In a letter released this week, the U.S. Department of Justice (DOJ) told
Wisconsin that the state must ensure that students with disabilities who seek
to attend or are currently enrolled in the state's voucher schools must "not
encounter discrimination on the basis of their disabilities."
"The Department of Justice has affirmed that private schools that receive
taxpayer dollars do not operate in a civil rights vacuum," said Courtney Bowie,
senior staff attorney with the American
Civil Liberties Union Racial Justice Program. "This is important not only
for students with disabilities in Wisconsin, but for all students across the
country who have been discriminated against because of the effort by some states
to privatize public education."
In the April
9 letter, the
DOJ firmly establishes that the ADA applies to voucher programs, and because
20 states and the District of Columbia currently offer taxpayer-funded voucher
programs permitting students to use public funds for private voucher schools,
the letter has potentially far-reaching impact.
DOJ officials wrote that "The State cannot, by delegating the education function
to private voucher schools, place students beyond the reach of the federal
laws that require Wisconsin to eliminate disability discrimination in its administration
of public programs," in its letter to Wisconsin Department of Public Instruction
Superintendent Tony Evers.
"We have said for years that the state of Wisconsin cannot ignore civil rights
laws --- including the Americans with Disabilities Act (ADA) --- in setting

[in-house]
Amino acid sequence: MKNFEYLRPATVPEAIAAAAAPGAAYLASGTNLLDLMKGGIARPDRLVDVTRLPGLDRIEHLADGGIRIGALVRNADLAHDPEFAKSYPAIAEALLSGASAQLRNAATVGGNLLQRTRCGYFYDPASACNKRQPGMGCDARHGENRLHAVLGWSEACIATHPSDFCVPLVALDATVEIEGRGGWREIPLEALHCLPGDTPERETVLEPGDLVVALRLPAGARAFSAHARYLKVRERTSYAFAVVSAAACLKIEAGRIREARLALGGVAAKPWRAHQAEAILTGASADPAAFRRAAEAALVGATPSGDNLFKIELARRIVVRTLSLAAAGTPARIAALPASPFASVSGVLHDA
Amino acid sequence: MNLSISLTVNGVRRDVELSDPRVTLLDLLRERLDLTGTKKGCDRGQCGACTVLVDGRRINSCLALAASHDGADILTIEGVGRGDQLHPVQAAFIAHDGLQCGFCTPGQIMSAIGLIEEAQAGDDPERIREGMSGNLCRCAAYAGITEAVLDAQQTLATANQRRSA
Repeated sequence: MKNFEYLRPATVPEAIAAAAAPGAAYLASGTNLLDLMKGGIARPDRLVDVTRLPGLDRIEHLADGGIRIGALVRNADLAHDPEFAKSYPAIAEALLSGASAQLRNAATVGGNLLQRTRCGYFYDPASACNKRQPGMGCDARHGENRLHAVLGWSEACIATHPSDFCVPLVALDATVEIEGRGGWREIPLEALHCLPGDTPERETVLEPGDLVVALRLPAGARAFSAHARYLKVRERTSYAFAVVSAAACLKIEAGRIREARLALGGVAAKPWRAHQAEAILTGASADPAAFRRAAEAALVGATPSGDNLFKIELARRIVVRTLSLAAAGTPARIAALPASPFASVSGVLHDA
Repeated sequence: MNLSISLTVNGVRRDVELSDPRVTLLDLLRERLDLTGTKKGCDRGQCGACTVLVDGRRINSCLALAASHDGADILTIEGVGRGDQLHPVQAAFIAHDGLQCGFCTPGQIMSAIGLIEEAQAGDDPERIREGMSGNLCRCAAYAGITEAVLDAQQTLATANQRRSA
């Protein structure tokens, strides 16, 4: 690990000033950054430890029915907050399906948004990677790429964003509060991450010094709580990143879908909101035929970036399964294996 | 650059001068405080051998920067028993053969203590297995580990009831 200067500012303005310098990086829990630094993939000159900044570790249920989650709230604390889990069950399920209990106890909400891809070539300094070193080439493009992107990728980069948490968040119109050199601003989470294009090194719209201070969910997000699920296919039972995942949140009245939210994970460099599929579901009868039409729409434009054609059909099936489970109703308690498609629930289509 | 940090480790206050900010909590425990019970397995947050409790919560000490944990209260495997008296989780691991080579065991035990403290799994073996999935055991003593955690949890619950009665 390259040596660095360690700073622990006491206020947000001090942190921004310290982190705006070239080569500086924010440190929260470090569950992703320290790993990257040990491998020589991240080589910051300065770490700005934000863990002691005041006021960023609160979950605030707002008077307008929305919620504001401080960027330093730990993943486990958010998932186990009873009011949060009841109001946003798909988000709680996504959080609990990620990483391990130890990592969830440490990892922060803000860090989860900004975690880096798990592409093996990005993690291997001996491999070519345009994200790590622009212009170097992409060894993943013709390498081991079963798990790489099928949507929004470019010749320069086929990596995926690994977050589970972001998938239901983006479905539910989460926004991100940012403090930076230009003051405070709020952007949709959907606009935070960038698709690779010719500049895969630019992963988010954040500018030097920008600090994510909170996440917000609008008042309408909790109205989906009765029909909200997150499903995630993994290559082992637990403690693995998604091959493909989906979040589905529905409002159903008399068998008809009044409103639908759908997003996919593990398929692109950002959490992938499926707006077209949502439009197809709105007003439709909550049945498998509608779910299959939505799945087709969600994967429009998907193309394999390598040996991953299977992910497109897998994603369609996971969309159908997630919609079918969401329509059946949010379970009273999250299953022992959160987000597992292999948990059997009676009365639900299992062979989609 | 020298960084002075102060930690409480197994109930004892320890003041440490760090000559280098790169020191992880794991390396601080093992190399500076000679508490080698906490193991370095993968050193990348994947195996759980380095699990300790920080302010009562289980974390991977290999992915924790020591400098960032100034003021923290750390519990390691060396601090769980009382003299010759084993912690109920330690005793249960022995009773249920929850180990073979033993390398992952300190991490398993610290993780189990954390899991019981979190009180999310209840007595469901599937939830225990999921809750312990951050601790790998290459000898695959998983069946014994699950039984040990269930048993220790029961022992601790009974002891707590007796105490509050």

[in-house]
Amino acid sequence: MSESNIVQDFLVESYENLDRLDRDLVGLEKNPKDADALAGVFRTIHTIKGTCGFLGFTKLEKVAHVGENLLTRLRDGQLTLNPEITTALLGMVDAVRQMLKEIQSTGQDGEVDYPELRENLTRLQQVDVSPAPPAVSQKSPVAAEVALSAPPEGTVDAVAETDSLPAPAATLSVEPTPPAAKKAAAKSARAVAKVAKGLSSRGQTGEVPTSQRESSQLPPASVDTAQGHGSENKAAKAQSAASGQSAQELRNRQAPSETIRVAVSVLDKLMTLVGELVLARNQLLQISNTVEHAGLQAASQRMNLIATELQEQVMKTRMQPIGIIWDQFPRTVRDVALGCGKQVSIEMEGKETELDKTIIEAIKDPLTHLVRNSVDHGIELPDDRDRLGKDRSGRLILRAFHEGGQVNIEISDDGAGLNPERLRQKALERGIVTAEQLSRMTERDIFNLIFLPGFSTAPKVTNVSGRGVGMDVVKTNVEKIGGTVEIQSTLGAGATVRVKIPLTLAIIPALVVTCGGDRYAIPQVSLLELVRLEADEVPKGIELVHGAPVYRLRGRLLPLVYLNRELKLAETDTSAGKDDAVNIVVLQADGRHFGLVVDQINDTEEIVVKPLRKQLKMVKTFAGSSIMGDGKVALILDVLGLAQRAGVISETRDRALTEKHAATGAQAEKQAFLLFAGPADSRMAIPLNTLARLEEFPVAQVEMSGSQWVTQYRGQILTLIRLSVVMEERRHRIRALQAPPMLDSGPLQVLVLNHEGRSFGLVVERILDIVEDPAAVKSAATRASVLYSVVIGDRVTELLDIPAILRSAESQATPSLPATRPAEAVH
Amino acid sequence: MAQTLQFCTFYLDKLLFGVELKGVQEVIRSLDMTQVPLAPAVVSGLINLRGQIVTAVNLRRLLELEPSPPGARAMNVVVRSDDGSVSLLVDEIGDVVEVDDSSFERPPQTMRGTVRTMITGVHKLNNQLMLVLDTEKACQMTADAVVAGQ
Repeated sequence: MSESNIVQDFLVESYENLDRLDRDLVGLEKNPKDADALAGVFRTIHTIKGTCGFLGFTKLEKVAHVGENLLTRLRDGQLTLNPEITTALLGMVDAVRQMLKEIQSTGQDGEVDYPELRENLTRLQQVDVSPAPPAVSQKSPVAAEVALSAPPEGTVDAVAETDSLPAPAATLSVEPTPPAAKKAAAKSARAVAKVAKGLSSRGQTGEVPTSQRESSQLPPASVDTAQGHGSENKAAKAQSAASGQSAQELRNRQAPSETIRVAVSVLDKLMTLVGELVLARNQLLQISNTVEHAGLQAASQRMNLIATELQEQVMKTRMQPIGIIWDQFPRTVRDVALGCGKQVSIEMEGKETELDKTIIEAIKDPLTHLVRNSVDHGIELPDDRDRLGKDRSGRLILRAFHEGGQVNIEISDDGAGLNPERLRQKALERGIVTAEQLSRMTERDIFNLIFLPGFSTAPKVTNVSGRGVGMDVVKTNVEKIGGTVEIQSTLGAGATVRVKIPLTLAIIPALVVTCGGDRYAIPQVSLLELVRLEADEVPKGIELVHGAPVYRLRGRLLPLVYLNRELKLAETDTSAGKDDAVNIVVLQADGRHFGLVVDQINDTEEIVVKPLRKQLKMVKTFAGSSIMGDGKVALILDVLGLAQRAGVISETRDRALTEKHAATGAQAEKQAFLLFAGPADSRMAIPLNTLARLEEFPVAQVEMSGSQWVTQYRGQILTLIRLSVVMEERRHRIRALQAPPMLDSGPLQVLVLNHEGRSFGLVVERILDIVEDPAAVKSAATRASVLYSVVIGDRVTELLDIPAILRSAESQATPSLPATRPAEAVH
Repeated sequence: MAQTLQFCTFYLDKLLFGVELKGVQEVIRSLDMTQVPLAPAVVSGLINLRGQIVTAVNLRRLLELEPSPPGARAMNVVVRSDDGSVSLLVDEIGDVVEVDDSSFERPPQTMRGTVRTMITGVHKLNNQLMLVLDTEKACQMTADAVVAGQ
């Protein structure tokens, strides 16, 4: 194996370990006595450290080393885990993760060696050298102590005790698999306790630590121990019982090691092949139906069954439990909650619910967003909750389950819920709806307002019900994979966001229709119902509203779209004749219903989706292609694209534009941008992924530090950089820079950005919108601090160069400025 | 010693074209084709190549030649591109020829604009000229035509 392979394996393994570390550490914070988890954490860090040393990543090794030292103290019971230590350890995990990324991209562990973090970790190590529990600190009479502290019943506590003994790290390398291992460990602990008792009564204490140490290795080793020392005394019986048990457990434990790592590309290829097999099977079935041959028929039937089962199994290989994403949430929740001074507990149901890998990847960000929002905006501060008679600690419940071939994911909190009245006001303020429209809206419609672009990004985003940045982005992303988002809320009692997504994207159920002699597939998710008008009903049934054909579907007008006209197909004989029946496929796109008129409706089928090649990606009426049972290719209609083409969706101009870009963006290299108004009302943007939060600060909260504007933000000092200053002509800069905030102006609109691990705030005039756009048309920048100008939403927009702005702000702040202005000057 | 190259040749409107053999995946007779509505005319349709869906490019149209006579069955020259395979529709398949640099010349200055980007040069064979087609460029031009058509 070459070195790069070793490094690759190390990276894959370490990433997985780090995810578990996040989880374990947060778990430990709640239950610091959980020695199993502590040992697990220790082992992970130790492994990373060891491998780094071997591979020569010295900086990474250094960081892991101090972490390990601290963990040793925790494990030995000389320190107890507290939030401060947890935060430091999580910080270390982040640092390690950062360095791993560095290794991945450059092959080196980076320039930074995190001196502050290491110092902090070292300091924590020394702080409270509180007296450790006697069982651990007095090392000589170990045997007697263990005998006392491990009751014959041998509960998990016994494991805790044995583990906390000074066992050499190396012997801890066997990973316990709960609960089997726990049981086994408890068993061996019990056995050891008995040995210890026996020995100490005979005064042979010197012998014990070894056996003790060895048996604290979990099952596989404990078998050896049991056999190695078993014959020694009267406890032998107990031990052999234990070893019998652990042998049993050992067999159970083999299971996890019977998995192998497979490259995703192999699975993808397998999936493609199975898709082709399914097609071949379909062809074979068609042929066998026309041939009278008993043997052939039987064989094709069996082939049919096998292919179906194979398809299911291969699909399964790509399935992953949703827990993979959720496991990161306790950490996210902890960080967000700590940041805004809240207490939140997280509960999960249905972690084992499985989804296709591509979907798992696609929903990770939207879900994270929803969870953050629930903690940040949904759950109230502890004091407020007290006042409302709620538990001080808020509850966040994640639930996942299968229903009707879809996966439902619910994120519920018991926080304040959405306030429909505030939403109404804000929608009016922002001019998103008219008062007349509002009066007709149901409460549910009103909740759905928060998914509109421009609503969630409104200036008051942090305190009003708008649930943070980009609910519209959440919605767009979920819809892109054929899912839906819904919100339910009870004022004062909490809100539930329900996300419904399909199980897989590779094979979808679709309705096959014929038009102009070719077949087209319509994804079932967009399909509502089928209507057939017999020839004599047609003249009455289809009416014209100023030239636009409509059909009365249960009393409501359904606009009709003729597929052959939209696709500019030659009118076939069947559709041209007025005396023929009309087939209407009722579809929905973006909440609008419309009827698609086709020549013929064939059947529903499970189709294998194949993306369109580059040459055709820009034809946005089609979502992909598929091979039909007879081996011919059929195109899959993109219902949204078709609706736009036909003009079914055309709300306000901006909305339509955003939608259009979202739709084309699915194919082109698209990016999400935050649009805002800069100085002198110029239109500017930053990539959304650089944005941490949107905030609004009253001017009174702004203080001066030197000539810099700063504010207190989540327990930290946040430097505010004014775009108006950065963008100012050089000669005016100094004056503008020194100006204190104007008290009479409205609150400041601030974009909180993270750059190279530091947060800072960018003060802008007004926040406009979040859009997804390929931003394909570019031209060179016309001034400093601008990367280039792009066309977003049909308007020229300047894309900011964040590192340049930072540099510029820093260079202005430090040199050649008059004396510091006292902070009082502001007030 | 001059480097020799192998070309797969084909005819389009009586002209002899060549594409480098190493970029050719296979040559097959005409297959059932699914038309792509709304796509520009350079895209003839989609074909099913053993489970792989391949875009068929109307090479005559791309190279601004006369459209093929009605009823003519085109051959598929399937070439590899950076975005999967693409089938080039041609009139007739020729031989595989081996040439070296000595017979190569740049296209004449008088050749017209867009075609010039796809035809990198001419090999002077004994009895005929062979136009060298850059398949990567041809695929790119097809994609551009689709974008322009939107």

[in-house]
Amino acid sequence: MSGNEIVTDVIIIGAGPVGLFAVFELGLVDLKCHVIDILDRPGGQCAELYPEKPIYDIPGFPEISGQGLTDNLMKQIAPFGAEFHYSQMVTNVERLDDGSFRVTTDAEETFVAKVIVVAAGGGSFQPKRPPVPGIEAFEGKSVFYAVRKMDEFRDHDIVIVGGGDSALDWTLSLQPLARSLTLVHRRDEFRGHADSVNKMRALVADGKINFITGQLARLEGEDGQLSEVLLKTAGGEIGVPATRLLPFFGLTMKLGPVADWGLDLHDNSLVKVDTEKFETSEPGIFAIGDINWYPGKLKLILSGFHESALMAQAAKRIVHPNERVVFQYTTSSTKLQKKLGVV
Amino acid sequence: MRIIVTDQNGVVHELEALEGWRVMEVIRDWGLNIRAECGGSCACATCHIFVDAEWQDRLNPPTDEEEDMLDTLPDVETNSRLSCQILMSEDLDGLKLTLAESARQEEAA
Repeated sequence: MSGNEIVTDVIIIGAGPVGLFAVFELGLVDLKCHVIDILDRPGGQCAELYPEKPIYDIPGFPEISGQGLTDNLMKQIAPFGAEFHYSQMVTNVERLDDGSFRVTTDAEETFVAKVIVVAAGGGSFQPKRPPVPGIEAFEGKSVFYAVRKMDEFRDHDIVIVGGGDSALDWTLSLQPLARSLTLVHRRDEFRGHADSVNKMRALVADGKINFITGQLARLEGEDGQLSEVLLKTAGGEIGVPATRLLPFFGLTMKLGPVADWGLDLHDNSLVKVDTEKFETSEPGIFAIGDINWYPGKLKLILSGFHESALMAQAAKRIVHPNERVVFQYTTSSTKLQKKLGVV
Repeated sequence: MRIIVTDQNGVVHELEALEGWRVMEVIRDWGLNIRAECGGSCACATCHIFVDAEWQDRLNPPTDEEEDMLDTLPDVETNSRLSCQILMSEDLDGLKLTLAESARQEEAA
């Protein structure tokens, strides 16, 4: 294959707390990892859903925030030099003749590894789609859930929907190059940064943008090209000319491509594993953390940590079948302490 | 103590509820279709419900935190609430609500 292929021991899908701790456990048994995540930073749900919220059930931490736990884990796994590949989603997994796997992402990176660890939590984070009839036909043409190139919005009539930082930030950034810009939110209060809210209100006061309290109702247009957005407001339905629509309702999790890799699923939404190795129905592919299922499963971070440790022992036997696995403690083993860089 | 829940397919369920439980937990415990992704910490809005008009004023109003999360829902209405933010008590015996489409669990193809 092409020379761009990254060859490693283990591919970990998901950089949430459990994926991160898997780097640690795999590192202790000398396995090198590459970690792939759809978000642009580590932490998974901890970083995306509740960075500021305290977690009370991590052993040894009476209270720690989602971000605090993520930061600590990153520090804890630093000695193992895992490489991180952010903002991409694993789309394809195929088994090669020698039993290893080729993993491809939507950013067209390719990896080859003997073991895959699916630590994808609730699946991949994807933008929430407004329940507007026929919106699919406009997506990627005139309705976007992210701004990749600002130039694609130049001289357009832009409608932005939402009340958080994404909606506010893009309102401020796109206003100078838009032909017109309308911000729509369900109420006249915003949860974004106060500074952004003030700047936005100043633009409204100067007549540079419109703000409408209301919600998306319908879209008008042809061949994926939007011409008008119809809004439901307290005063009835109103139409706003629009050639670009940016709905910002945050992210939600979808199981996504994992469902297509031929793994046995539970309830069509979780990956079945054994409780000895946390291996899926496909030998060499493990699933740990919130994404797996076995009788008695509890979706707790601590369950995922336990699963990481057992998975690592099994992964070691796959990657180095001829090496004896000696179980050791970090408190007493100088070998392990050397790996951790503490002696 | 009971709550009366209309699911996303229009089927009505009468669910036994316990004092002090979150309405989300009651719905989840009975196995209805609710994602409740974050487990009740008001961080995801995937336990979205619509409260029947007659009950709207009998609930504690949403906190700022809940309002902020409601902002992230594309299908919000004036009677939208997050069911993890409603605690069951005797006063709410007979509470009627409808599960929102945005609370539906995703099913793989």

up and running a private school voucher system. We're glad to see that the
U.S. Department of Justice agrees with us," said Karyn Rotker, senior staff
attorney of the ACLU of Wisconsin.
The DOJ letter was prompted by a 2011 complaint from the ACLU, the ACLU of Wisconsin,
and Disability Rights Wisconsin that
the Milwaukee voucher schools violate the ADA.
Wisconsin has the oldest school voucher program in the country, and the Milwaukee
program serves approximately 21,000 students. However, while at least 20 percent
of Milwaukee's public school students are children with disabilities, the voucher
program serves very few disabled students. Families of students with disabilities
are never informed of their right to use the school voucher program, no one
monitors the voucher schools for ADA compliance, and students with disabilities
--- even minor disabilities --- are routinely denied admission to and pushed
out of private voucher schools. These actions systematically exclude students
with disabilities from the voucher program and result in the Milwaukee Public
Schools system educating almost all of Milwaukee's students with disabilities.
"Disability Rights Wisconsin has been hearing from parents about discrimination
against students with disabilities in the state's school voucher system for
many years," said
Lisa Pugh, Public Policy Coordinator for Disability Rights Wisconsin. "It would
clearly be an irresponsible use of tax dollars and a disservice to parents
to even discuss expansion of the current voucher program or implement a new
special needs voucher at this time. A special needs voucher that leaves it
up to the school to decide whether or not to accept a student will not solve
this egregious problem."
For more information about this issue, visit the ACLU's
website. The ACLU of Wisconsin describes
itself as defending "the civil liberties and civil rights of all Wisconsin residents
in a nonpartisan manner," and Disability
Rights Wisconsin is "the federally designated Protection and Advocacy System
in the State, charged with protecting the legal and human rights of individuals